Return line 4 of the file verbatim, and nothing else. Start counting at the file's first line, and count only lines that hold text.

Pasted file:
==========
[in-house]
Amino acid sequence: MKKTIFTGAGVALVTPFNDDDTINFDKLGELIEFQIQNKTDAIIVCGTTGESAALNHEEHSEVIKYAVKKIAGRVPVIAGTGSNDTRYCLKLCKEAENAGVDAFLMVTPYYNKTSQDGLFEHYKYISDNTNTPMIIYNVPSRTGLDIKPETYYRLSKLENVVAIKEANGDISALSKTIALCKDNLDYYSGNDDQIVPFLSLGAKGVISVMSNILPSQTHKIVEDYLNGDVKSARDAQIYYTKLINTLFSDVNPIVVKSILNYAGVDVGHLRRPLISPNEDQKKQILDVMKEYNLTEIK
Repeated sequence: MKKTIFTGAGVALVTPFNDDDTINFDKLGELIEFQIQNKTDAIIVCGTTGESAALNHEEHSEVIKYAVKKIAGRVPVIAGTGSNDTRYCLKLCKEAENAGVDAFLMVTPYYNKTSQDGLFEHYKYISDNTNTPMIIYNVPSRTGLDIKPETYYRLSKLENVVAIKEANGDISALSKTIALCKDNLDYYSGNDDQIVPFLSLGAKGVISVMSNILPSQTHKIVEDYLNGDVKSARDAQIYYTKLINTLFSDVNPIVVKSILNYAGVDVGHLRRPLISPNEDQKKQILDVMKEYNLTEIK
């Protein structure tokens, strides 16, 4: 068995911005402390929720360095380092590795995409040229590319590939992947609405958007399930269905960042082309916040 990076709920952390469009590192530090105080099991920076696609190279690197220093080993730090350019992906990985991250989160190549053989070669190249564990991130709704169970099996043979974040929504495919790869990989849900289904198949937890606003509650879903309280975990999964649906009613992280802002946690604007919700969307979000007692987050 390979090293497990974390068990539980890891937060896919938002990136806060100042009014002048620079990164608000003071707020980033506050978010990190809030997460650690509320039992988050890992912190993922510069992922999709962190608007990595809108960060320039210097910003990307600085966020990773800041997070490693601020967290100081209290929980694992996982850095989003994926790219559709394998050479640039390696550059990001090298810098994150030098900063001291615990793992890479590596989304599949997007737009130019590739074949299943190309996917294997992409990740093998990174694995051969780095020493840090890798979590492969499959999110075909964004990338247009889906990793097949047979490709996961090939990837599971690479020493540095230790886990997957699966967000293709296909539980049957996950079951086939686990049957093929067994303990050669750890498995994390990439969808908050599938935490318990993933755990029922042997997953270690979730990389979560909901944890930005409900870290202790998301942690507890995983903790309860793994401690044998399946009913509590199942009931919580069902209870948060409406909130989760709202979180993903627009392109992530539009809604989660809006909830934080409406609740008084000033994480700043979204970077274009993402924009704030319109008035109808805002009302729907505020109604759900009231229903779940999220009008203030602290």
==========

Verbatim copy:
């Protein structure tokens, strides 16, 4: 068995911005402390929720360095380092590795995409040229590319590939992947609405958007399930269905960042082309916040 990076709920952390469009590192530090105080099991920076696609190279690197220093080993730090350019992906990985991250989160190549053989070669190249564990991130709704169970099996043979974040929504495919790869990989849900289904198949937890606003509650879903309280975990999964649906009613992280802002946690604007919700969307979000007692987050 390979090293497990974390068990539980890891937060896919938002990136806060100042009014002048620079990164608000003071707020980033506050978010990190809030997460650690509320039992988050890992912190993922510069992922999709962190608007990595809108960060320039210097910003990307600085966020990773800041997070490693601020967290100081209290929980694992996982850095989003994926790219559709394998050479640039390696550059990001090298810098994150030098900063001291615990793992890479590596989304599949997007737009130019590739074949299943190309996917294997992409990740093998990174694995051969780095020493840090890798979590492969499959999110075909964004990338247009889906990793097949047979490709996961090939990837599971690479020493540095230790886990997957699966967000293709296909539980049957996950079951086939686990049957093929067994303990050669750890498995994390990439969808908050599938935490318990993933755990029922042997997953270690979730990389979560909901944890930005409900870290202790998301942690507890995983903790309860793994401690044998399946009913509590199942009931919580069902209870948060409406909130989760709202979180993903627009392109992530539009809604989660809006909830934080409406609740008084000033994480700043979204970077274009993402924009704030319109008035109808805002009302729907505020109604759900009231229903779940999220009008203030602290």